Central County fire chief hangs it up this December

Come December, it’ll be time for Central County Fire Chief Bill Reilly to pack up the collectible fire engines and knickknacks in his office and start enjoying his delayed retirement.

He leaves behind binders of ideas he’s had over the years, a pager that goes off at all hours and a string of city government officials wondering how they’re going to fill his shoes.

Reilly, 59, retired officially last December — and maxed out his retirement benefits four years ago — but has stayed on part-time this year to make sure the fledgling Central County Fire Department, the result of a 2004 merger between Hillsborough and Burlingame, stayed on track.

Recruitment will likely start early next month for a new chief, City Manager Jim Nantell said. Because of the department’s relative newness and to ensure the new chief will know the ropes, the city will only search internally for Reilly’s replacement.

“It’s a rare person who can successfully deal with the city manager, city council and go to all the meetings, but also still gain favor with the rank-and-file,” Nantell said.

A San Francisco native, Reilly first planned on following in his police officer godfather’s footsteps, but was drafted into the U.S. Army in 1967 and spent a year fighting in Vietnam. By 1969, he was a newly married truck driver and member of the Teamsters union, when a friend of the family who worked for the San Francisco Fire Department suggested he try firefighting.

He started in 1972 with the city of Burlingame at $785 a month, part of an all-male staff and armed with the only three certifications required at the time — a high school diploma and CPR and first-aid cards.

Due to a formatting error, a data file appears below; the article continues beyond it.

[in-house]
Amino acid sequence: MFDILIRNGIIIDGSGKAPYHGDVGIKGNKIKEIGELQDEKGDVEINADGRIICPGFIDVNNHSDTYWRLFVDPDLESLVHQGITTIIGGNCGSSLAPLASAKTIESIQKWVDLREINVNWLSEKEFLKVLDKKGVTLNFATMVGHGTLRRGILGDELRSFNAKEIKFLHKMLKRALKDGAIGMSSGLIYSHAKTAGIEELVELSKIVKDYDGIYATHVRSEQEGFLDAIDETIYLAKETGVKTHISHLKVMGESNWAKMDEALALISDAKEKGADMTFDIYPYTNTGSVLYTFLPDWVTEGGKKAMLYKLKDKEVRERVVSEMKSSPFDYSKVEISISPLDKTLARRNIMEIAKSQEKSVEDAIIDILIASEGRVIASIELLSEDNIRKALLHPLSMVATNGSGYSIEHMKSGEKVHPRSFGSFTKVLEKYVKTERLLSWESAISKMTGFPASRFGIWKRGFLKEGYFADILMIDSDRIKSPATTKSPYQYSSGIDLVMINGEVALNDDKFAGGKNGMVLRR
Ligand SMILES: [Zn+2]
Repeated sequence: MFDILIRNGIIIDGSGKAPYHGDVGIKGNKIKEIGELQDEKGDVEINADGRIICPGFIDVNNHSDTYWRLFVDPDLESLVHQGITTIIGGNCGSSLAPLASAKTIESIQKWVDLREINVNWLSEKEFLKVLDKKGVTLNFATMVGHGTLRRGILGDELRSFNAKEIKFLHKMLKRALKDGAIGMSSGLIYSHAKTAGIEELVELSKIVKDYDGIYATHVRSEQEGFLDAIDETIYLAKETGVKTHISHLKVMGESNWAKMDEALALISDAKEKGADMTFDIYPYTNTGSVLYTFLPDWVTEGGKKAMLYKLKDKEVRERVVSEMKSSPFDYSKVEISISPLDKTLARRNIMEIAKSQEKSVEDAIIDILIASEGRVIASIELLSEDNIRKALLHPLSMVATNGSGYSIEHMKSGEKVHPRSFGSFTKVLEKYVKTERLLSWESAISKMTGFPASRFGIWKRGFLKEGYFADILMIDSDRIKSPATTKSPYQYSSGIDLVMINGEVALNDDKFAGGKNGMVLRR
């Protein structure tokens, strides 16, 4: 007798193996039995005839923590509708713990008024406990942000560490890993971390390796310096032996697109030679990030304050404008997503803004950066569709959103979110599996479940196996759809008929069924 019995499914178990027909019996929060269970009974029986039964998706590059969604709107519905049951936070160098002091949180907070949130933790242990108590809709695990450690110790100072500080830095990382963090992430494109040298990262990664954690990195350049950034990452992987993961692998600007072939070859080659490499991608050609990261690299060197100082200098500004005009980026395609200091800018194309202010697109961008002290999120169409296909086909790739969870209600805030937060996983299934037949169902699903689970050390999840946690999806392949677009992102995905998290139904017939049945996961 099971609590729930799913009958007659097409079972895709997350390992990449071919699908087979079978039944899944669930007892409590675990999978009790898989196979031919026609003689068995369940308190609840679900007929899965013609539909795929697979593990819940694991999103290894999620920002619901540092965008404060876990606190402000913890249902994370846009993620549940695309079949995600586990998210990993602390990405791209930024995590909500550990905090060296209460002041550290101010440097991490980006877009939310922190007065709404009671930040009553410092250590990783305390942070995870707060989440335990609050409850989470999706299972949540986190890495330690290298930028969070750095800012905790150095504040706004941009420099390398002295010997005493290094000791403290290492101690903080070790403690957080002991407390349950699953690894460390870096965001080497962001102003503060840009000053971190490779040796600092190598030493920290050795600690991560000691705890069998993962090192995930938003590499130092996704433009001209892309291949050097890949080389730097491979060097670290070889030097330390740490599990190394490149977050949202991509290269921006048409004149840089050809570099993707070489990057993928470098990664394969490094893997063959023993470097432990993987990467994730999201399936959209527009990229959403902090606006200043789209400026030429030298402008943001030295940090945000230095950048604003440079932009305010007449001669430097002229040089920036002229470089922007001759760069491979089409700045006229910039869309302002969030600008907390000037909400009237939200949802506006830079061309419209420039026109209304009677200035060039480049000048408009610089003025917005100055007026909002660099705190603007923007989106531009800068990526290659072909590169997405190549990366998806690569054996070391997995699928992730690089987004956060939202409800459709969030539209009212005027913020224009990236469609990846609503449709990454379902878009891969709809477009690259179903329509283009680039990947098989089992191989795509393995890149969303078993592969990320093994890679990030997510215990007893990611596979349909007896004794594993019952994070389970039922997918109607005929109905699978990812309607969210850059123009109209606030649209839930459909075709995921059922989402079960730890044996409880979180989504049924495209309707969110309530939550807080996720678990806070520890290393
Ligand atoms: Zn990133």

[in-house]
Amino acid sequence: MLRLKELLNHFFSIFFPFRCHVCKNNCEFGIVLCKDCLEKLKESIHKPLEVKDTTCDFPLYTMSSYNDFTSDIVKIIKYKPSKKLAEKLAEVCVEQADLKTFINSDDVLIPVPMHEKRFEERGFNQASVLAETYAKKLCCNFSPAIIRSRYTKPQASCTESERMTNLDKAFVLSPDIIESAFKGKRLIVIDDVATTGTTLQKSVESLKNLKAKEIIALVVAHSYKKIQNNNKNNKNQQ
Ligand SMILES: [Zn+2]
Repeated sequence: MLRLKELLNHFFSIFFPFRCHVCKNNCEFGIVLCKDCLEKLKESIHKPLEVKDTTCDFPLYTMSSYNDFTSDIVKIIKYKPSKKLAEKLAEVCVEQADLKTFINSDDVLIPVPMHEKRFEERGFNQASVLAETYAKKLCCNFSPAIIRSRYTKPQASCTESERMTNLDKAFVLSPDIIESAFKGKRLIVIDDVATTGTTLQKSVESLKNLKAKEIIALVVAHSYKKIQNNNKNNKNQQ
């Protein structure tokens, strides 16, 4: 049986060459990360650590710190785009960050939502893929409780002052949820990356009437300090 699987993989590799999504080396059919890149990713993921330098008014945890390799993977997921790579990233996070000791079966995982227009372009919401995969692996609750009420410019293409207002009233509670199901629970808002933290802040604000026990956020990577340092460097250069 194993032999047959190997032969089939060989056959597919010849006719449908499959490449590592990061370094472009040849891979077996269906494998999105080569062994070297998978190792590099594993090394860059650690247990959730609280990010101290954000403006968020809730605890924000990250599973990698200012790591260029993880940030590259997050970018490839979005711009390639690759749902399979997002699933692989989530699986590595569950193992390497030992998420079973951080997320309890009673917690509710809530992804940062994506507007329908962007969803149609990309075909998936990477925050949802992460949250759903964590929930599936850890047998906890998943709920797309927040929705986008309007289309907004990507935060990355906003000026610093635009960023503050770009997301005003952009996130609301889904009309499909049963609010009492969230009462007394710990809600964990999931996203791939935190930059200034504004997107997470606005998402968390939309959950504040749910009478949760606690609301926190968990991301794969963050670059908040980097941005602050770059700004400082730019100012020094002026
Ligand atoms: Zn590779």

Reilly has since held nearly every job in the department, including shift training officer, fire marshal — his favorite — and truck captain. He ascended to fire chief in 1997.

“The first budget I did, I was $100,000 over,” Reilly said. “I promised never to do that again!”

He first proposed merging fire service with neighboring cities in 1994, but no one was interested. Around 2001, after budgets dipped with the economy, he renewed talks with Millbrae, Hillsborough and San Mateo. Millbrae didn’t have enough money to pay higher firefighters’ salary and benefits at the time, but Hillsborough officials embraced the concept, Reilly said.

In fiscal year 2004-05, the first year of operations for Central County Fire, Hillsborough and Burlingame saved a combined $1.2 million. In 2005-06, the savings were closer to $1.8 million.

“Bill was aware of the value of a merger,” Councilwoman Rosalie O’Mahony said. “He’s distinguished himself at all points by being respectful and gracious.”

Reilly said he will still be living in Burlingame with his wife, and will spend more time with his three children and two grandchildren.

“I’ve gotten to the point where I feel really good about this department,” Reilly said.

tramroop@examiner.com

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